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Price Development

The importance of mitigating the price risk on freight gets evident when observing the volatile price environment of the freight market, indicated by the BDI (Baltic Dry Index). As illustrated in our first bulletin and market overview FREIGHT #01, in February of this year prices were on a historical low. Recent development has showed certain tendencies towards slightly recovering prices:

Supply & Demand Dynamics

Demand

Demand is strongly linked to the two main dry commodities: iron ore and coal. Major impact on the BDI and freight rates comes from those two commodities. Reduced economic growth in China, which is the biggest consumer of iron ore, has lead to a weakening demand and thus freight. As at today, stronger Chinese steel prices are having a positive impact on seaborne iron ore trade, which is reflected on rise in rates.

Supply

During the years of high demand of these same commodities, which was strongly linked to China, as well as on other commodities, many investors entered the shipping market and shipowning companies ordered new vessels. Enlarging their fleet, they thought of taking profit of the booming market. However, market crashed mid 2008 and rates plunged. A second wave of optimism evolved during 2012/13, as investors bet on a recovery of the market. China’s recent economic growth slow-down pushed rates against these expectations.

Implication

Years of low shipping rates as a result of oversupply (of mainly capesize and panamax), pushed a majority of shipowners into financial trouble. Situations of shipowners not being able to break-even, as vessel operating costs exceeded earnings, lead to increased scrapping of vessels, in order to prevent further losses.

Scrapping / Shipbreaking

In order to impede further collapse in freight rates, increasing the demolition rates of dry bulk carriers is key. This includes not only old and disused, but also younger vessels. Demolition age is usually dictated by the freight market. In times of increasingly low freight rates, demolition age of the vessels tends to get lower. Biggest scrapping nations are India, Bangladesh, Pakistan, China and Turkey; the first three countries (South Asia) accounting for over 60% in terms of gross weight. Demolition companies may pay up to several millions for a vessel, as the steel can be recycled and sold. Steel from scrapping activities covers an important part of Bangladeshi steel demand.

“Among the various dry bulk segments, the Panamax and Capesizes vessels were the main candidates for scrapping. More than 50 Panamax vessels adding up to about 4 million dwt and close to 50 Capesizes totaling 8 million dwt were scrapped during the first three months of 2016.

In the smaller segments, demolition has yet to gather pace, with only around 55 Supramax and Handysize vessels, totaling 2 million dwt, being scrapped over the same period.” (hellenicshippingnews.com)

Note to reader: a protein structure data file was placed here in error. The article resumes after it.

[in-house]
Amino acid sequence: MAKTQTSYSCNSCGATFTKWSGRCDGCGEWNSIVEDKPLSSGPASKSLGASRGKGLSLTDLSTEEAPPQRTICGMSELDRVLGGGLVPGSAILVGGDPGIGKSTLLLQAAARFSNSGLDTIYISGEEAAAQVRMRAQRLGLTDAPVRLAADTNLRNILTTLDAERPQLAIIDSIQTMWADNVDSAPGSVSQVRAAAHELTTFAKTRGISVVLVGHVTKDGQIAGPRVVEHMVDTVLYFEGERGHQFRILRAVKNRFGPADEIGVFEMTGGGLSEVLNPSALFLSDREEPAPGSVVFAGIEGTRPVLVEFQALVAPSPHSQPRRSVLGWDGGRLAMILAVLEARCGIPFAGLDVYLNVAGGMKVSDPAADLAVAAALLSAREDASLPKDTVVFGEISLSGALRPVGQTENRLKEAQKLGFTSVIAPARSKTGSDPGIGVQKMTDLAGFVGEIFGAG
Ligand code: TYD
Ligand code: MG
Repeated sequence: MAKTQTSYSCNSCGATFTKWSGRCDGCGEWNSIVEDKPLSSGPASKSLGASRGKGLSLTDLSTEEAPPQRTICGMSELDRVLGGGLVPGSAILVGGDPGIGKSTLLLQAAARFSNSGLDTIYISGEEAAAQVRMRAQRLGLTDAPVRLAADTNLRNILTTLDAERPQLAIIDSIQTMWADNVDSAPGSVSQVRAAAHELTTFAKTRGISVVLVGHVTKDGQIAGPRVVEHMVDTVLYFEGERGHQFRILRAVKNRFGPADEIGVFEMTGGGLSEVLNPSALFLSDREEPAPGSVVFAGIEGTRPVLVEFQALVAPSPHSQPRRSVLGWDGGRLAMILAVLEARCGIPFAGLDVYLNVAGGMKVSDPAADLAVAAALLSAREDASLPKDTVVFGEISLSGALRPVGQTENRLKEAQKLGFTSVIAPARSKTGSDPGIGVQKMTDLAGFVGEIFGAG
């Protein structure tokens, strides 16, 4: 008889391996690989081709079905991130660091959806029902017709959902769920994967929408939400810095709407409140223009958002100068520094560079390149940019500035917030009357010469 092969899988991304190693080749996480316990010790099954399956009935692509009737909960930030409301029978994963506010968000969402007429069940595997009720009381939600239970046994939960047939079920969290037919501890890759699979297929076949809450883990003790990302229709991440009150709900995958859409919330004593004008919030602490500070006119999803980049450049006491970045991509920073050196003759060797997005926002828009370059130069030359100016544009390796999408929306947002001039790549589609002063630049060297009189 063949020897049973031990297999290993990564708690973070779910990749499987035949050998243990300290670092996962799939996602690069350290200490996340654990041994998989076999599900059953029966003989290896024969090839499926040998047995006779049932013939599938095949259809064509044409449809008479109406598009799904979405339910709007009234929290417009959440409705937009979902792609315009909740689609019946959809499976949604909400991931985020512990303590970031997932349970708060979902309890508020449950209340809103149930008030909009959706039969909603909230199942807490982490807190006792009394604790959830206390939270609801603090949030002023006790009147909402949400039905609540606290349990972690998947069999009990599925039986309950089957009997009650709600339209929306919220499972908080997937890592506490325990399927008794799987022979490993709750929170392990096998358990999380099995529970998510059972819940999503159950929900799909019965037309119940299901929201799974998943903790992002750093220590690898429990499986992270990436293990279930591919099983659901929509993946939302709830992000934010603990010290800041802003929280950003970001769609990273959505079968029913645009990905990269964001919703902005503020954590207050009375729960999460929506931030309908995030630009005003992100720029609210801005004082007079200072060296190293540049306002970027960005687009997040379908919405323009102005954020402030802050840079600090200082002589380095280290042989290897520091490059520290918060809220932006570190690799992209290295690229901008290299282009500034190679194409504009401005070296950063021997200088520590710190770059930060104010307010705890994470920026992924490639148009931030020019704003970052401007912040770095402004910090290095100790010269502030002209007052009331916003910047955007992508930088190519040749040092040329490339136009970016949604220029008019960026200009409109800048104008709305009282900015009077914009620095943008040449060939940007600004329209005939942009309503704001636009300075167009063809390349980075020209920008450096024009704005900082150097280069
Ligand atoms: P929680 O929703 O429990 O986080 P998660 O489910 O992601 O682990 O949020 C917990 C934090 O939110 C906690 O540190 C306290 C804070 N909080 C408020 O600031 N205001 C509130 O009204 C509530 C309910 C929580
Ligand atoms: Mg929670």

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Videos about Shipbreaking (in Bangladesh)

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Where Ships Go to Die, Workers Risk Everything .                           Dangerous Work! Ship Graveyard in Bangladesh

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Statistics

The following graph (on the left) shows the demolition dynamics of dry bulk carriers, compared to global fleet evolution. The other graph (on the right) illustrates the average demolition age of dry bulk carriers. As explained before, a slightly more optimistic market environment in 2013 lead to less demolition in the following year:

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Article Links

Baltic sea freight index rises to highest in over five months (Hellenic Shipping News)

Baltic index rises on firmer rates across vessels (Hellenic Shipping News)

Dry bulk demolition jumps in 2016 Q1 but scrapping age is key: sources

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© by Cyrill Kressibucher / Pascal Perrin


References

BIMCO, 2016, Demolition age drops as the dry bulk market enters another challenging year [online]. [Accessed 21 April 2016]. Available from: https://www.bimco.org/Reports/Market_Analysis/2016/0205_demo_age_story.aspxbimco
BLOOMBERG, 2016, BDIY Quote – Baltic Dry Index. [online]. 2016. [Accessed 21 April 2016]. Available from: http://www.bloomberg.com/quote/BDIY:IND
HELLENIC SHIPPING NEWS WORLDWIDE, 2016a, Baltic Sea Freight Index Rises To Highest In Over Five Months [online]. [Accessed 21 April 2016]. Available from: http://www.hellenicshippingnews.com/baltic-sea-freight-index-rises-to-highest-in-over-five-months/
HELLENIC SHIPPING NEWS WORLDWIDE, 2016b, Baltic Index Rises On Firmer Rates Across Vessels [online]. [Accessed 21 April 2016]. Available from: http://www.hellenicshippingnews.com/baltic-index-rises-on-firmer-rates-across-vessels/
HELLENIC SHIPPING NEWS WORLDWIDE, 2016c, Dry Bulk Demolition Jumps In 2016 Q1 But Scrapping Age Is Key: Sources [online]. [Accessed 21 April 2016]. Available from: http://www.hellenicshippingnews.com/dry-bulk-demolition-jumps-in-2016-q1-but-scrapping-age-is-key-sources/
NGO SHIPBREAKING PLATFORM, 2015, NGO Shipbreaking Platform: Annual Report 2014 [online]. [Accessed 21 April 2016]. Available from: http://www.shipbreakingplatform.org/shipbrea_wp2011/wp-content/uploads/2015/06/NGO-Shipbreaking-Platform-Annual-Report-2014.pdf
NGO SHIPBREAKING PLATFORM, 2016, NGO Shipbreaking Platform » Press Release – NGO publishes 2015 list of all ships dismantled worldwide [online]. [Accessed 21 April 2016]. Available from: http://www.shipbreakingplatform.org/press-release-ngo-publishes-2015-list-of-all-ships-dismantled-worldwide/

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